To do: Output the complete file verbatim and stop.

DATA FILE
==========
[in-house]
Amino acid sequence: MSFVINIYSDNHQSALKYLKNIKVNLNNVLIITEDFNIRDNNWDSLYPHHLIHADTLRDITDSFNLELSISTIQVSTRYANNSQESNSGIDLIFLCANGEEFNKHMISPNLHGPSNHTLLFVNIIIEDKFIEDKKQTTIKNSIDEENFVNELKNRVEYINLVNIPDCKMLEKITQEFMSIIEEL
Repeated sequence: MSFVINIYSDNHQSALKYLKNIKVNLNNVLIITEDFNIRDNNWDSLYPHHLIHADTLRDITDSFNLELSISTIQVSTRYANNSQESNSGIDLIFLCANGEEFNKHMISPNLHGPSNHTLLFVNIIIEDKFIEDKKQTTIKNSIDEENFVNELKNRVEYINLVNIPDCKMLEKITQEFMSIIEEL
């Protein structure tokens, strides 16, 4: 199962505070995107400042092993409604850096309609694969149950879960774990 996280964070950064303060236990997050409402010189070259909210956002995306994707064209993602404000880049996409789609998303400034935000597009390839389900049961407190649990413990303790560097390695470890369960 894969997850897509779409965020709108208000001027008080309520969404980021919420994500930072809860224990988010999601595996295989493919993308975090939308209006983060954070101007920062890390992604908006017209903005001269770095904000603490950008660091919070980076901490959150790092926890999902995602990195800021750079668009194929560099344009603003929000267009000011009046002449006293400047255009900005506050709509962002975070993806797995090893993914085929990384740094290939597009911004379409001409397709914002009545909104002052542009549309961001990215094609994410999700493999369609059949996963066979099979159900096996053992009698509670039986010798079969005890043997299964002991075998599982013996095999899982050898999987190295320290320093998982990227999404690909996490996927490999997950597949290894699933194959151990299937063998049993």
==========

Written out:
[in-house]
Amino acid sequence: MSFVINIYSDNHQSALKYLKNIKVNLNNVLIITEDFNIRDNNWDSLYPHHLIHADTLRDITDSFNLELSISTIQVSTRYANNSQESNSGIDLIFLCANGEEFNKHMISPNLHGPSNHTLLFVNIIIEDKFIEDKKQTTIKNSIDEENFVNELKNRVEYINLVNIPDCKMLEKITQEFMSIIEEL
Repeated sequence: MSFVINIYSDNHQSALKYLKNIKVNLNNVLIITEDFNIRDNNWDSLYPHHLIHADTLRDITDSFNLELSISTIQVSTRYANNSQESNSGIDLIFLCANGEEFNKHMISPNLHGPSNHTLLFVNIIIEDKFIEDKKQTTIKNSIDEENFVNELKNRVEYINLVNIPDCKMLEKITQEFMSIIEEL
């Protein structure tokens, strides 16, 4: 199962505070995107400042092993409604850096309609694969149950879960774990 996280964070950064303060236990997050409402010189070259909210956002995306994707064209993602404000880049996409789609998303400034935000597009390839389900049961407190649990413990303790560097390695470890369960 894969997850897509779409965020709108208000001027008080309520969404980021919420994500930072809860224990988010999601595996295989493919993308975090939308209006983060954070101007920062890390992604908006017209903005001269770095904000603490950008660091919070980076901490959150790092926890999902995602990195800021750079668009194929560099344009603003929000267009000011009046002449006293400047255009900005506050709509962002975070993806797995090893993914085929990384740094290939597009911004379409001409397709914002009545909104002052542009549309961001990215094609994410999700493999369609059949996963066979099979159900096996053992009698509670039986010798079969005890043997299964002991075998599982013996095999899982050898999987190295320290320093998982990227999404690909996490996927490999997950597949290894699933194959151990299937063998049993």